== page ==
Tuesday, June 28, 2011

Connections


"Go through your phone book, call people and ask them to drive you to the airport. The ones who will drive you are your true friends. The rest aren't bad people; they're just acquaintances."
 
- Jay Leno
 
Friendship is an interesting topic, as there are different levels of friendships:

Best friend(s)
Good friend(s)
Friend(s)
Colleague(s)
Acquaintance(s)
I know them

What's the deciding factor on where you would classify someone if somebody asked you if someone else was a friend of yours?

Time? Shared experiences? Operating on the same wavelength? Amount of conversations?


I've come to the realisation that I'm the type of person that has many acquaintances but few close friends. I know a ton of people through school, the organisations I've been a part of growing up, and through various networking/social events. However, that doesn't mean I'm good friends with anyone of them. What I mean by this is that if I were stuck in a really tough bind or had an emergency, outside of my family I would only feel comfortable asking about 4 people for help, and knowing I would receive it...and out of these 4 maybe 1 or 2 really "get" me. This is further amplified by being half a world away.

I've never had an issue making friends, but it's such a subjective term. Someone who you might consider a friend might not consider you a friend but an acquaintance. Coming to this realisation with someone can feel like getting a swift kick to the groin. Though I'm classified as an ENTJ, I see myself more as an outgoing introvert. This means I'm not shy, I enjoy socialising, and I can give great presentations or performances but I need my "me" time to recharge my batteries. I enjoy the company of others but I have no issues doing things on my own and prefer it at times. Going to movies, restaurants, cafe's, trying new hobbies and going on trips on my own are no big deal. Because of this I think it's been a bit detrimental for me on the "making new friends" front.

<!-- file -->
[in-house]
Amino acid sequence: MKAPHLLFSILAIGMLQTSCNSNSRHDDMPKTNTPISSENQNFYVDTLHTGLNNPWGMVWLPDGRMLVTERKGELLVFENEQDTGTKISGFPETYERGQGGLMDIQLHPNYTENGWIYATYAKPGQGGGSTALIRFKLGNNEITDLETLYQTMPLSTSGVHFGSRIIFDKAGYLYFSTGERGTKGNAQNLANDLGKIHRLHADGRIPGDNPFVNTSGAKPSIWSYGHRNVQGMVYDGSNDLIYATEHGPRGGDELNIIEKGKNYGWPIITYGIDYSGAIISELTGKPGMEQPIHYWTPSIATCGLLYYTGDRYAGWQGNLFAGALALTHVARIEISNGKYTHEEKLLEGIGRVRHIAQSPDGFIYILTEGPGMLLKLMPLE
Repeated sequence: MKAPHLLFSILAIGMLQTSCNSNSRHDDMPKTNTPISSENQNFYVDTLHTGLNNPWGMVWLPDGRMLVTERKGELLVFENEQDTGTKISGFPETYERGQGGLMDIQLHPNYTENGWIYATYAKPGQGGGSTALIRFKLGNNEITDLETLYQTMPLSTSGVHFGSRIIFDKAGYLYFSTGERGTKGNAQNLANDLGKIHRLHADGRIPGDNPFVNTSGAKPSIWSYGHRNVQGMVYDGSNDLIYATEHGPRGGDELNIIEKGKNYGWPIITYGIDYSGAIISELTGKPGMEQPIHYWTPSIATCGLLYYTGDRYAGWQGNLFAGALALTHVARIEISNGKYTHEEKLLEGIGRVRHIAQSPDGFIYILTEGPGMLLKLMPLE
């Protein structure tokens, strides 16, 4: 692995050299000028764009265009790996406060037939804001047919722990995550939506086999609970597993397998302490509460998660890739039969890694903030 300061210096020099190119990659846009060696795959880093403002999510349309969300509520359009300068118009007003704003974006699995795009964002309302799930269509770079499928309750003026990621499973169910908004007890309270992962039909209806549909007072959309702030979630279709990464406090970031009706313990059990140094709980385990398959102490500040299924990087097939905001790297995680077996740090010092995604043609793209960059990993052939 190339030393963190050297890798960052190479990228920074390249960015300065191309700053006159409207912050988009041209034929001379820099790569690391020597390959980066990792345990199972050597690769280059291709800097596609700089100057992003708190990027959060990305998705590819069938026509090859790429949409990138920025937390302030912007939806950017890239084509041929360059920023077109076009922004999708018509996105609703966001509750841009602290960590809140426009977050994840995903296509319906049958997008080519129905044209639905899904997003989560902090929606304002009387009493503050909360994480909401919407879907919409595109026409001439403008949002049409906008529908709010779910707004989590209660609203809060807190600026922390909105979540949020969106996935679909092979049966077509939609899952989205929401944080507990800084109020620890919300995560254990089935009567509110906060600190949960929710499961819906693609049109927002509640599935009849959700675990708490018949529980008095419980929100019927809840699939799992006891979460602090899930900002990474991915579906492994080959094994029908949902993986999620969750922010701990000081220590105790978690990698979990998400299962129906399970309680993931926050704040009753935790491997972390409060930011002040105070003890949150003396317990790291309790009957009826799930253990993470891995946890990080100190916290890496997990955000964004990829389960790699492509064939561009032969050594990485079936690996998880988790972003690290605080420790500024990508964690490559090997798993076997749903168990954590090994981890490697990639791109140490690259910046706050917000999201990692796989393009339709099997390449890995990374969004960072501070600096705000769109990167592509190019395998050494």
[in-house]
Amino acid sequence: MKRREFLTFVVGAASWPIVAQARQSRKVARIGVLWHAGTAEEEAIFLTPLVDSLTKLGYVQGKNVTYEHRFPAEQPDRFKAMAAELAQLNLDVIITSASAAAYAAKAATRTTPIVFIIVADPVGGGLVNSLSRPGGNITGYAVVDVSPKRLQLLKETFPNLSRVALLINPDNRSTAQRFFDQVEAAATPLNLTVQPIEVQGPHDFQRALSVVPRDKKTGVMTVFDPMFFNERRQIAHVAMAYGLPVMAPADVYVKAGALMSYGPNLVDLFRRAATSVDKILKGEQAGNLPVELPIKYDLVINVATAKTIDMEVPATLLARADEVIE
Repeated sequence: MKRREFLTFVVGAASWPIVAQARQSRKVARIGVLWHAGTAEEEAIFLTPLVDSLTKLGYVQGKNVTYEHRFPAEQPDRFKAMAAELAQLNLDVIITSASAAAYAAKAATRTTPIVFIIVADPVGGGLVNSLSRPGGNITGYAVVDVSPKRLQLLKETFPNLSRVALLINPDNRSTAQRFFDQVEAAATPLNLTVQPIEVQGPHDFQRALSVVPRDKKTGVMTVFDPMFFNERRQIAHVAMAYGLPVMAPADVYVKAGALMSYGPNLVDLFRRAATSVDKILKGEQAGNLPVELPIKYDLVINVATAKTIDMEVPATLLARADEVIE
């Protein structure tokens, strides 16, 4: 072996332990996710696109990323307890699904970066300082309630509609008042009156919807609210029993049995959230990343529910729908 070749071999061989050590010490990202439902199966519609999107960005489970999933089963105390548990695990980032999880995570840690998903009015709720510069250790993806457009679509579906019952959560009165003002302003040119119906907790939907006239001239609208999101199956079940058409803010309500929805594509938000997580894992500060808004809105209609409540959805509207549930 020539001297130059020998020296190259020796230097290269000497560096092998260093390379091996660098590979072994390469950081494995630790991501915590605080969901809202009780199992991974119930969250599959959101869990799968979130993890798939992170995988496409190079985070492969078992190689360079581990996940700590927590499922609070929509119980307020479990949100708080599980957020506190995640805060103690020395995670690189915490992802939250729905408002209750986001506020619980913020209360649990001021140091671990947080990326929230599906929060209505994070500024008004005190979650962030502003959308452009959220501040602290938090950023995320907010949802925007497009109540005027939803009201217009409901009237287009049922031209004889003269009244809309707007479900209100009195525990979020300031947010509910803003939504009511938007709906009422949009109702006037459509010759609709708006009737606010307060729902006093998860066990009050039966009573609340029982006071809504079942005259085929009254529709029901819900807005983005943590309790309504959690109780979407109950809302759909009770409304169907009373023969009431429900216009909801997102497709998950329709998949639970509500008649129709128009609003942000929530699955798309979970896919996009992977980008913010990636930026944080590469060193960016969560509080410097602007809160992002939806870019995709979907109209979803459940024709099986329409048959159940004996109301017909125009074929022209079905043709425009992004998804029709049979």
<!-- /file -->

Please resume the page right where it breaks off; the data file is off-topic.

Allow me to elaborate.
 
When you're a kid it's easy to make friends (for those that aren't socially awkward.)  A conversation typically goes like this:

You like Nintendo? I like Nintendo! Let's be friends!

Are you skipping rocks? Cool! Can I join?
 
  
There's something about the innocence of being a child and being naturally curious about the world around you that makes it easy to spark new friendships. This still holds all the way up through university since it's usually when you're "free" from your parents and are a full fledged adult. It's when you get out into the real world that making genuine friendships is much more difficult, especially moving to a city where you don't know anyone...let alone a new country. People are friendly and will help you out for sure, but making actual, real connections...these are hard to come by. Isn't that what life is about, the connections you make with others?
 
There isn't as much time to get to know new people in the "real world" as there is in school. People have jobs or schooling to do, sometimes on odd schedules. People make time for their already established friendships, significant others, or even start their own family so making time for new people isn't a priority. People can't be as carefree as they have a professional reputation to maintain, but not always. People are already set in their ways or are judgmental so they won't make an effort and so on. From my experiences with others here I've noticed the trend that ex-pats generally hang out with other ex-pats. This is because they're new to the country and open to meeting new people, and it just so happens the people that are also open to meeting new people are other ex-pats and because of the reasons stated above. But it also takes two to tango...so I'm not faultless here.
 
 
I like doing new things, but I don't always ask people to join since I don't have any issues going on my own. Sometimes I get selfish and don't compromise on doing things, or maybe I make snap judgments too quickly about people. It can also be that I haven't met enough people with similar interests. As with everything else, I could always try harder. I could put myself in new and different situations, initiate more and not be so quick to judge, or refrain from falling back into old habits. 
 
You want to think you get what you put in right? So if you don't put in any time and effort to get to where you want to be or do what you want to do, you'll reap what you sow.

So note to self...try harder.

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